CHS Announces 2021 MHIRT Cohort
In early September, the Minority Health International Research Training program finalized its selection of the 2021 cohort. Participants and faculty mentors include senior Biology major Progga Hassan (mentor: Dr. Alvaro Gurovich); senior Clinical Laboratory Sciences major Kelsey Hernandez (mentor: Dr. Julia Lechuga); senior Clinical Laboratory Sciences major Vi Nguyen (mentor: Dr. Thenral Mangadu); senior Public Health major Jose Ramirez (mentor: Dr. Gabriel Ibarra-Mejia); and junior Rehabilitation Sciences major Paola Solanes (mentor: Dr. Gregory Schober).
The MHIRT program, a university-wide initiative administered by the College of Health Sciences, prepares UTEP students across all major health disciplines for an intensive summer research internship at partnering institutions in Central and South America. Prior to the summer internship, all MHIRT trainees participate in numerous activities, including academic preparation in Hispanic health disparities, directed research methods and pre-departure cultural orientation. Upon completion of their MHIRT research projects, all trainees present their work in a public forum. Last year, due to the COVID-19 pandemic, MHIRT activities were temporarily suspended.
Students in the 2021 cohort will participate in cultural immersion experiences and research on the UTEP campus under the direction of UTEP CHS faculty while earning college credits, completing foundational courses in both global health and research for health professionals this fall. Pending the ability to travel, the students will be eligible to participate in a paid international research experience during either the spring or summer 2022 semesters.
Dr. Julia Lechuga, associate professor of Public Health Sciences, said that she looks forward to mentoring Kelsey Hernandez and engaging her in key research activities to strengthen her professional skill set.
“The Minority Health and Health Disparities International Research Training Program (MHIRT) has a long history of attracting top undergraduate students majoring in health sciences,” Lechuga said. “Ms. Hernandez will expand her professional development by being immersed in the world of cutting-edge behavioral science research, as she will take part in key research tasks to launch a clinical trial using the innovative Multiphase Optimization Strategy. Ms. Hernandez will assist with the development of the clinical trial protocol, programming and administration of assessments, and analyzing the most recent literature on the topic of viral suppression for people who inject drugs and are living with HIV.”
Dr. Gregory Schober, assistant professor of Rehabilitation Sciences, will engage his student mentee, Paola Solanes, in a similar set of experiences to sharpen her research skills. “My community-based research project analyzes community needs, health disparities, and civic engagement through a representative survey of El Paso County,” he said. “In this project, Paola will gain valuable research skills and awareness of community needs by reviewing past studies, testing and translating survey questions, and developing the IRB protocol.”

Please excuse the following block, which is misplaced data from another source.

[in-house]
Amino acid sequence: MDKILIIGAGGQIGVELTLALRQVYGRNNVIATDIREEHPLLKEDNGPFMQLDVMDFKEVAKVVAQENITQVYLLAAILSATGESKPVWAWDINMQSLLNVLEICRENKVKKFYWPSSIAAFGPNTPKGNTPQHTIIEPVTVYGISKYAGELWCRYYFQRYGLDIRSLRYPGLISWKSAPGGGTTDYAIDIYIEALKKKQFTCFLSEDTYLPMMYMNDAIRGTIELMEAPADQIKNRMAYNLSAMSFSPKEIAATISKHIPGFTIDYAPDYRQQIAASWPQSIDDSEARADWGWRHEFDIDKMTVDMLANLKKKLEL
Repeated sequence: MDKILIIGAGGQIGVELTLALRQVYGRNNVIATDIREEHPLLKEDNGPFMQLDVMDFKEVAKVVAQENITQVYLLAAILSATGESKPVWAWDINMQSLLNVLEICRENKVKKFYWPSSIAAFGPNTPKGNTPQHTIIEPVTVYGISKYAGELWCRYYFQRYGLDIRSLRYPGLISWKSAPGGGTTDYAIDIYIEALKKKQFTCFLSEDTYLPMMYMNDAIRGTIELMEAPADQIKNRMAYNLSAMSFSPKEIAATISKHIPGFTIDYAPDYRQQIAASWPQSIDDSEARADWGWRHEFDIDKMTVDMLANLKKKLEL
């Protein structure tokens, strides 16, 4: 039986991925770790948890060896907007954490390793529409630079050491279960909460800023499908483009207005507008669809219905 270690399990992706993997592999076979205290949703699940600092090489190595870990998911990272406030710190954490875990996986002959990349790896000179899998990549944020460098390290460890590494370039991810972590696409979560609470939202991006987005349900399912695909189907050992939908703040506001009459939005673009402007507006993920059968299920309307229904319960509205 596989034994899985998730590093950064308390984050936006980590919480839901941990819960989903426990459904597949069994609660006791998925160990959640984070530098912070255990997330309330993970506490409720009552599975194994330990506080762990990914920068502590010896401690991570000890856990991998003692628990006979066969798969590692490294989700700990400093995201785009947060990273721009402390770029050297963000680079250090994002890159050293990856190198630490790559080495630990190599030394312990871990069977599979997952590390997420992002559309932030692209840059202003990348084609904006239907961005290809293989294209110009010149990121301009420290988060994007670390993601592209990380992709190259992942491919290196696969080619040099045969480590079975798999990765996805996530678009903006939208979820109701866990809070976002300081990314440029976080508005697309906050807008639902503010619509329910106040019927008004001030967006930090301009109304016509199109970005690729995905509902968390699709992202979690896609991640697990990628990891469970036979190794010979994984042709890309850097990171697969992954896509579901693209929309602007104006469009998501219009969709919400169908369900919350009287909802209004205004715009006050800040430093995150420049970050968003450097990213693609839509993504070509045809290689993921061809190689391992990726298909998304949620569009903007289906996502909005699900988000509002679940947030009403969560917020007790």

MHIRT participant Pragga Hassan said that while she had not met her faculty mentor, Dr. Alvaro Gurovich, prior to beginning her MHIRT experience, she was surprised to learn that he directed the laboratory she had visited several times prior for equipment use as a member of another lab. Hassan will assist Gurovich in a study that focuses on COVID-19 effects on arterial stiffness and vascular aging. She said that she is particularly motivated to work in this area and hopes to be part of the project long-term so that she can see the outcome of the work.
“I want to learn how the COVID-19 pandemic has affected this community and the long-term effects of what it means to be alive after the pandemic,” she said. “The long-term health of the community is unknown, and it’s so vital to be prepared for the unknown consequences of this disease, especially for underserved communities like El Paso with less access to health care.”
MHRIT participant Jose Ramirez said that he is also motivated to pursue research in health inequities among minority populations, specifically as it pertains to health and education.
“I hope to learn how to properly and effectively conduct research, as well as gain insight on specific ways to help those from underserved and underprivileged backgrounds,” he said. “I’d like to have the opportunity to participate in more research in the future to make as great of an impact as I can to benefit all who need it.”
Fellow MHIRT participant Vi Nguyen echoed Ramirez’s sentiments regarding using research to serve the underserved, adding that as a member of an underserved group, she was particularly motivated to help others. Nguyen’s research interests, much like her mentor, Dr. Thenral Mangadu, focus on global health disparities.
“One of my goals in life is to help improve standards of living for the underserved and to implement better policies on global health, whether in attempting to find a better treatment for a disease or to find a better understanding of how an illness affects different populations of people,” Nguyen said. “Any research that is conducted within this field will benefit others in numerous ways.”
For more information on the MHIRT Program, please visit: www.utep.edu/chs/mhirt.